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Keeping Balance

Keep grass and grazing animals in proper balance.

Grass and grazing animals evolved together in symbiotic relationships — each needing the other — in various grasslands around the world. The healthiest situation is to have grazers on the land in proper balance with their feed source.

Richard Teague, Texas A&M AgriLife Research rangeland ecology and management scientist in Vernon, Texas, says his goal in research is to discover what kind of management of rangeland results in the best means of restoring ecological function and sustaining farm/ranch livelihoods.

“For sustainable use of ranch lands, the key things to avoid are first overstocking and then overgrazing. Some people confuse those two things. To avoid overstocking you must make sure you don’t have too many animals; that you leave enough grass to feed the animals and to perform the ecosystem functions like shading the soil, etc. You also must avoid overgrazing, which occurs when you graze too long and don’t provide enough recovery time. No matter what the conditions are, you must try to avoid those two situations,” says Teague.

Many people believe that by just having a few animals on the landscape you can achieve those goals. However, those few animals generally return to the same plants again and again, and the favorite plants get no recovery time.

If left to graze where they want, the animals graze fairly close to a water source until it’s grazed out and they have to move farther away, he says. Also, they tend to graze some plants again and again, often to the point of weakening and killing them, leaving the less palatable ones.

Even under light or moderate stocking, these areas are more heavily grazed while the rest of the paddock is under-grazed. This weakens the heavily grazed plants; they have shallower roots, produce less biomass and are thus more adversely affected during dry years, he explains.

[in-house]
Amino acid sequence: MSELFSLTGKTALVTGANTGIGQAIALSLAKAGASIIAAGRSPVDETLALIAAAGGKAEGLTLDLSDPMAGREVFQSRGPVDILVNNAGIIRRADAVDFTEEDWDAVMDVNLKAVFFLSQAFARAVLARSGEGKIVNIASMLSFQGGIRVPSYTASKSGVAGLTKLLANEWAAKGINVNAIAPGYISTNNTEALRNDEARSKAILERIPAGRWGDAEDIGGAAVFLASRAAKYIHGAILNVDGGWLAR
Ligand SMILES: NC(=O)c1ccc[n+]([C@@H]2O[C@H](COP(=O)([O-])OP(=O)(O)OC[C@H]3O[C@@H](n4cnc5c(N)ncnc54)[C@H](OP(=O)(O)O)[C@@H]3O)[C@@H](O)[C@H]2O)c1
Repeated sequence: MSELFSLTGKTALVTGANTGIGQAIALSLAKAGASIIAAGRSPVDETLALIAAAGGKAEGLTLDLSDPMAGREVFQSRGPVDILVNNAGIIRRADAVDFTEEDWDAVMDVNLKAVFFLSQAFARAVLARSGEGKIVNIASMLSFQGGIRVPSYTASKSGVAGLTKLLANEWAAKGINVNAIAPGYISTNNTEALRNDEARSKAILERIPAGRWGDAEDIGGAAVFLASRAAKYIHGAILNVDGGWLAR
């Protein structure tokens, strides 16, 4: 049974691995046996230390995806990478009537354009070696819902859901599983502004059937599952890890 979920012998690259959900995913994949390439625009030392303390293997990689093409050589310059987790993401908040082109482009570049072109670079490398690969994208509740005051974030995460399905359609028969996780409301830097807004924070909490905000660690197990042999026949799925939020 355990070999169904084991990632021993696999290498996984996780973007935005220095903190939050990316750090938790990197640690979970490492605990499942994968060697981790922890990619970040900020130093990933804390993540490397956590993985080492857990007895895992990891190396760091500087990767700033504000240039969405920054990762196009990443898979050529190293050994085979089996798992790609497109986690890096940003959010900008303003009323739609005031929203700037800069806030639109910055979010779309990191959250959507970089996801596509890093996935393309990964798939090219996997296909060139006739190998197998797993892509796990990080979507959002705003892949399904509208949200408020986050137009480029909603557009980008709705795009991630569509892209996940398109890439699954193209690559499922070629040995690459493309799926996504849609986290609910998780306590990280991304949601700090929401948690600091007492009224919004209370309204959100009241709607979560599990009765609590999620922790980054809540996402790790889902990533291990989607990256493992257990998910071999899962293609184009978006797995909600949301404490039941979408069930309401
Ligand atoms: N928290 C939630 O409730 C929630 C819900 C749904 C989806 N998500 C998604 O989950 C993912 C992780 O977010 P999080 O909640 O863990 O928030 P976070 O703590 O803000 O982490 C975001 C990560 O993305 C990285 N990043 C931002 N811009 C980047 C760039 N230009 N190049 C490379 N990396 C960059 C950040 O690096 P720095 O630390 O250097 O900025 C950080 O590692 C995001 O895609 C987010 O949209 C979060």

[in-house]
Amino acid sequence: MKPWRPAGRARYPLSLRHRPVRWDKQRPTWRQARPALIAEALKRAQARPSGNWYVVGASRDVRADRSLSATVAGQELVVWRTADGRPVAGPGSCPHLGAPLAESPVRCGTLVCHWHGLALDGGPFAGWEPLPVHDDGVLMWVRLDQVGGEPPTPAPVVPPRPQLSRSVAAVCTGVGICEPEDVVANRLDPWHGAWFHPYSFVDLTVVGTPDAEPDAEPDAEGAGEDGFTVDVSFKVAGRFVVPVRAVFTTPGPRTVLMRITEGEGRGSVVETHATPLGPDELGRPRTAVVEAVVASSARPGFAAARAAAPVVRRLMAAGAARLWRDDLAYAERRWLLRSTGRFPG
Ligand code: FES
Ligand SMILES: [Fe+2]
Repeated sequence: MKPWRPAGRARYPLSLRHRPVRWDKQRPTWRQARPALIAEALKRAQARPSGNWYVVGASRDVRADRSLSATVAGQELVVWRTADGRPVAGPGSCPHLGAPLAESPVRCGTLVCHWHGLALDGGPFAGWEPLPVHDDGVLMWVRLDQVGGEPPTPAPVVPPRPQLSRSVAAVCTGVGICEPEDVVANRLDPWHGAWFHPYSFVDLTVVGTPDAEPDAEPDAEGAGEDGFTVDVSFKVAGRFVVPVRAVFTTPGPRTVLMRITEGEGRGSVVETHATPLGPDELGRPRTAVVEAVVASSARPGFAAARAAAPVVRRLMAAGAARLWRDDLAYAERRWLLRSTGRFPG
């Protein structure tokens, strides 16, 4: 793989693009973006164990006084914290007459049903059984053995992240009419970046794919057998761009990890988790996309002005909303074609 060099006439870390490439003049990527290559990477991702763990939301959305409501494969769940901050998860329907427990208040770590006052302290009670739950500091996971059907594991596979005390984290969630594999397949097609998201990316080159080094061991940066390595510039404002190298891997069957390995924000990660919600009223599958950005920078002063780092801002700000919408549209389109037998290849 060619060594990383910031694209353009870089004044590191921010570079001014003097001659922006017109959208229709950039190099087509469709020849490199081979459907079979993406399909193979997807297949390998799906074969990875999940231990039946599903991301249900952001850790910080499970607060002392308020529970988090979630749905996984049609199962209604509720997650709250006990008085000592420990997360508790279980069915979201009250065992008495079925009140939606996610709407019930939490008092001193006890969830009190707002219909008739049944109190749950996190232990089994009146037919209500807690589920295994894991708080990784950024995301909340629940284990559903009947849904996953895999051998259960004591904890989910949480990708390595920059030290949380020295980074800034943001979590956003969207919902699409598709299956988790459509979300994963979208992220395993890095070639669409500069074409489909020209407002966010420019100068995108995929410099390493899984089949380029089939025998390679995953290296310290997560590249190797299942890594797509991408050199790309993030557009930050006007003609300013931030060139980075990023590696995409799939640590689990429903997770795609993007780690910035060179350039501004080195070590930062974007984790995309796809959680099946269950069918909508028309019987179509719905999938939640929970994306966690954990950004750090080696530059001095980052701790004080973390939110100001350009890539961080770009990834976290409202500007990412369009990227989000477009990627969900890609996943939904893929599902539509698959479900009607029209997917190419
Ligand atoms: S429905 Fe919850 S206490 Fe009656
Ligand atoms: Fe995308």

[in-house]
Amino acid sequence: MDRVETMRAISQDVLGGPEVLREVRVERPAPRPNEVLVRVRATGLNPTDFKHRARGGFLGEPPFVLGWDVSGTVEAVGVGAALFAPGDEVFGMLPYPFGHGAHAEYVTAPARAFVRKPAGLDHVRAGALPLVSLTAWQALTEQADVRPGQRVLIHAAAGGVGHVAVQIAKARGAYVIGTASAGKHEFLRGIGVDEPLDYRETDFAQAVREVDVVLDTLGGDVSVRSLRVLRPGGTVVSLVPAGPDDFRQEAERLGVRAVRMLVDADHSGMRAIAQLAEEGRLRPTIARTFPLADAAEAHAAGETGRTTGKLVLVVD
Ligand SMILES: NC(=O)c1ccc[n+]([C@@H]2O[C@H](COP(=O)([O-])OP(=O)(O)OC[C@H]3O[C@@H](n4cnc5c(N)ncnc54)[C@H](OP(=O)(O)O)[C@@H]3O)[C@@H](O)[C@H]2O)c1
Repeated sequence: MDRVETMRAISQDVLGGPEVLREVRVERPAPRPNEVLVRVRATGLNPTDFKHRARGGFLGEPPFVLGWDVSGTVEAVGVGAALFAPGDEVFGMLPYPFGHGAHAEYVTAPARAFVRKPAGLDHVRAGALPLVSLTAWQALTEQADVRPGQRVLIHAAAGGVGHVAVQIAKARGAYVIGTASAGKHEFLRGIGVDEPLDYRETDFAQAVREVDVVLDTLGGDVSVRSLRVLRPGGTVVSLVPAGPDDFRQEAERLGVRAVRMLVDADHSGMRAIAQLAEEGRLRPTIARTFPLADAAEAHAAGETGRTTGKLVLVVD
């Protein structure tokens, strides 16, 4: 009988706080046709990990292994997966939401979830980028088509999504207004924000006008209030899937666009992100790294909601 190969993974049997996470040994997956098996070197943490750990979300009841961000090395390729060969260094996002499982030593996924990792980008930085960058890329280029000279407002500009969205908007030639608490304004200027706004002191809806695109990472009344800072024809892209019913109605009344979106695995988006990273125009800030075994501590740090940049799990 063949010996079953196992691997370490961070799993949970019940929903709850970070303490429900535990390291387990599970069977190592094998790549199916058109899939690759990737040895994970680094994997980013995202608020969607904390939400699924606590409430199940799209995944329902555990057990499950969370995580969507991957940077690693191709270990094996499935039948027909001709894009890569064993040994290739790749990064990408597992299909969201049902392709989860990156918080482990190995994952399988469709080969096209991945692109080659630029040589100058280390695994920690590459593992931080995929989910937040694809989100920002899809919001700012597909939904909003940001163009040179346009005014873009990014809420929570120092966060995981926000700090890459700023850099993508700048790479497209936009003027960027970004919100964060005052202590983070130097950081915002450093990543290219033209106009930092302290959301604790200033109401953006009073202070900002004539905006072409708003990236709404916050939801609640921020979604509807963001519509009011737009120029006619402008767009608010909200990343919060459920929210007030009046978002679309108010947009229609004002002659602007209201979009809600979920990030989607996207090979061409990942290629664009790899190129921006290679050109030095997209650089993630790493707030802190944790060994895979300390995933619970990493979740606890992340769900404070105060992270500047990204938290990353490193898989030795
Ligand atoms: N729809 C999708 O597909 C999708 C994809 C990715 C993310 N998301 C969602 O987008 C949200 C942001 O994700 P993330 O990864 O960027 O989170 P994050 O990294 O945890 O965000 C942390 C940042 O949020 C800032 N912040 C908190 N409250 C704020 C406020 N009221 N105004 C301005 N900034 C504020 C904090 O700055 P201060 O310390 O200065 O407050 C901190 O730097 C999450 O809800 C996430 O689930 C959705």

If pastures are divided and water points provided, a larger portion of the ranch or range can be utilized with only moderate defoliation in the growing season. Additionally, grazed areas of the pasture get rest and are able to recover.

“Even with low stocking rates, if livestock are continuously grazing the same area, they diminish and degrade certain patches of vegetation. Eventually those degraded patches increase in size, particularly during drought, so that eventually the whole landscape is degraded. If you have too many animals there all the time, it simply speeds up that process,” he explains.

With well-managed adaptive multi-paddock grazing, plants have more recovery time and the vegetation is mainly taller, more productive grasses. With heavy continuous grazing, the landscape is dominated by less productive short grasses and forbs. Light continuous grazing — which is still overgrazing even though stocking rate is low — creates a lower proportion of tall-grass species than multi-paddock grazing.

In his studies of ranch and rangelands in northern Texas, Teague found the fungal/bacterial ratio and functional soil life highest with multi-paddock grazing as a result of greater amounts of tall-grass species. This creates better infiltration, water-holding capacity, and nutrient availability and retention. His study documents the positive results with long-term maintenance of resources and economic viability for ranchers who use adaptive management and multi-paddock grazing, compared to those who practice continuous season-long grazing.

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Editor’s Note: Heather Smith Thomas is a cattlewoman and freelance writer from Salmon, Idaho.







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